The human brain has an estimated memory of 3.5 x 1015 bytes, operates at a speed of 2.2 petaflops (1015 operations per second), is about 1.2 L in size, and consumes 20 W in power. In comparison, the world’s fastest supercomputer in June 2011 was Fujitsu’s K computer, with a memory of 30 x 1015 bytes, operating at a speed of 8.2 petaflops, is the size of a small warehouse, and consumes 12.6 MW . In June 2012, K computer was ousted as the world’s fastest computer by the American IBM Sequoia, a Blue Gene/Q supercomputer performing at 16.325 petaflops using 123% more Central Processing Unit (CPU) processors and consumes only 7.9 MW, 37 % less than the K computer . The race is clearly on for the world’s fastest, most power- efficient supercomputer. The huge amount of power consumed by current computers generates a great deal of heat that has to be carried away by bulky cooling systems that consumes yet more power. The human brain is a clear winner by far in terms of size and power consumption.
The computer has come a long way since the first room-sized electromechanical computer was demonstrated in the 1940s. Electronic transistors were introduced in 1960, and computers shrank to the size of personal computers around 1980. Since then, the density of transistors (operations/second/ L) has increased exponentially along with efficiency (operations/J) (Figure 1) . The next goal is the Exaflop (1018 flops). But on current technology, that would consume hundreds of MWatts, and generate more heat, requiring even more cooling.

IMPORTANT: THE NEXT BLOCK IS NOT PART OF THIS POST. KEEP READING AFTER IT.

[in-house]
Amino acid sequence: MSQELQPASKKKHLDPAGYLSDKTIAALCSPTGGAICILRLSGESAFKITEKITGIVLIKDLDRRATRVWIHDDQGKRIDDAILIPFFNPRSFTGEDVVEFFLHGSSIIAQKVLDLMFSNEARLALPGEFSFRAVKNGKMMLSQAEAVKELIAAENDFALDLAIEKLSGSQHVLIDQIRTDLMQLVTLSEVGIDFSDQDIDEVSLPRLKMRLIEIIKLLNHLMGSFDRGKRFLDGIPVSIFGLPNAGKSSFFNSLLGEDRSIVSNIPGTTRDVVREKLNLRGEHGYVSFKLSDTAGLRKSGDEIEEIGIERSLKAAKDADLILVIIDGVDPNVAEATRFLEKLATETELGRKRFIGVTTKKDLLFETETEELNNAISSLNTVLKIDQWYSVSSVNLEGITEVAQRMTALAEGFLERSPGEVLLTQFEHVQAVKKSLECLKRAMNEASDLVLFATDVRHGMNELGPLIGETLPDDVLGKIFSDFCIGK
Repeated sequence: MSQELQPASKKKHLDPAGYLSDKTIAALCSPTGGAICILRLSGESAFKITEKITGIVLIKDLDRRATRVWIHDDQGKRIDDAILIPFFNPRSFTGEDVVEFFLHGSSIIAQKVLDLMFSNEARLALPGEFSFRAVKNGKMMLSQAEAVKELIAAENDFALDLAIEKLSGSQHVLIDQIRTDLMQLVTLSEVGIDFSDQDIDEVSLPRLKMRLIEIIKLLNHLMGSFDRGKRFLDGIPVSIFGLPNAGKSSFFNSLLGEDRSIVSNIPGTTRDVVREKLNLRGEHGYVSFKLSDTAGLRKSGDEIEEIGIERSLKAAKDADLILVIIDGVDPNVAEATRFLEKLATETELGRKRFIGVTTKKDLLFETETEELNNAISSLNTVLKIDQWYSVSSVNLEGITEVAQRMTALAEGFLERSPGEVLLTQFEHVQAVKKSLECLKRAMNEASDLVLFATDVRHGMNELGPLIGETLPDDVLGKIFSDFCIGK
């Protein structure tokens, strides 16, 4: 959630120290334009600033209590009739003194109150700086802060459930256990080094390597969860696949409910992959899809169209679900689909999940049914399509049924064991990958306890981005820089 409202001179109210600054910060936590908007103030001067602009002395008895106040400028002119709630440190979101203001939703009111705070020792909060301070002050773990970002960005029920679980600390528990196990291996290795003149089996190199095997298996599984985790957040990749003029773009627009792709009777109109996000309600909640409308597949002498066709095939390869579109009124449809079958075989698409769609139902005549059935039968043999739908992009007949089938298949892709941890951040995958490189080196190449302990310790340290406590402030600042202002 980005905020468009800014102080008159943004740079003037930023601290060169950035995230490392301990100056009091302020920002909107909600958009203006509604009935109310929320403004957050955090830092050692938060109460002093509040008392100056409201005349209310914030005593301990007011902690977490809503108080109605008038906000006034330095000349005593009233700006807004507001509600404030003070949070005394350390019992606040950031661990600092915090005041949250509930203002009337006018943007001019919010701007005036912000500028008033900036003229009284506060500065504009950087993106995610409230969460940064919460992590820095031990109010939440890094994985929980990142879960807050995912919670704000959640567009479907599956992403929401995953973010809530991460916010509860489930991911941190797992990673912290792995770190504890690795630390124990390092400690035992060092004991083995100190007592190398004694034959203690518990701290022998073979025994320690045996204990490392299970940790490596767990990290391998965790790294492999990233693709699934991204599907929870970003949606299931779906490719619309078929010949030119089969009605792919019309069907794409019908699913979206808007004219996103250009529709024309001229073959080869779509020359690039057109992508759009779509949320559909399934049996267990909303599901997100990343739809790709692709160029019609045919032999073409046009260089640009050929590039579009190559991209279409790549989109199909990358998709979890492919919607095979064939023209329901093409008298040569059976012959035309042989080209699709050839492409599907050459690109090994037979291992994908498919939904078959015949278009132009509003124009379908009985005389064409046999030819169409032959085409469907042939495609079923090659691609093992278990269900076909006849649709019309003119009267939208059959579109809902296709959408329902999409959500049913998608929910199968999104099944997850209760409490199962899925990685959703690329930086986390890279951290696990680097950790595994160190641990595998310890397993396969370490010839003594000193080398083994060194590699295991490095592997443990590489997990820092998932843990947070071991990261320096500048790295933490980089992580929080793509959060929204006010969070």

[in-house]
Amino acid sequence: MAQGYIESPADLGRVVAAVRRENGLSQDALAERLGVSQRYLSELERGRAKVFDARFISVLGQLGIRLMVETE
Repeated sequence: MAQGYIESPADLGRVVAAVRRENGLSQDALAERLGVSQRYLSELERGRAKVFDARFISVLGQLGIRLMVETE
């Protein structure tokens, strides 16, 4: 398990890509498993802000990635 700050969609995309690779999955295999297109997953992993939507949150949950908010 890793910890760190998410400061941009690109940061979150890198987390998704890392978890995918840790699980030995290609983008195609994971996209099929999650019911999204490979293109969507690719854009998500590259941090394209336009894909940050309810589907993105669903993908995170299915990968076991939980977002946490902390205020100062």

Figure 1 Computer efficiency versus computer density
The industry is hitting a new bottleneck. Transistors are packed about as densely as they can be on a 2D chip, and the need for data transport has made the problem worse, requiring more wires, more volume and more cooling. This is where the industry is turning to the human brain for inspiration.
The human brain accounts for just 2 % of the body’s volume and consumes 20 % of its total energy demand. But it is fantastically efficient. It can achieve five or six orders of magnitude more computing for each Joule of energy consumed (while also performing in parallel all the activities required for keeping the brain cells alive, which is part of the reason why some of us think organisms are quantum coherent  The Rainbow and the Worm, The Physics of Organisms, I-SIS publication).
In a typical computer, one-thousandth of 1 % of the volume is used for transistors and other logical devices, and as much as 96 % used for transporting heat, 1 % used for electrical communication (transporting information), and 1% for structural stability. In contrast, the brain uses only 10 % its volume for energy supply, thermal transport and structural stability; 70 % for communication and 20 % for computation. The brain’s memory and computational modules are positioned close together, so data stored long ago can be recalled in an instant.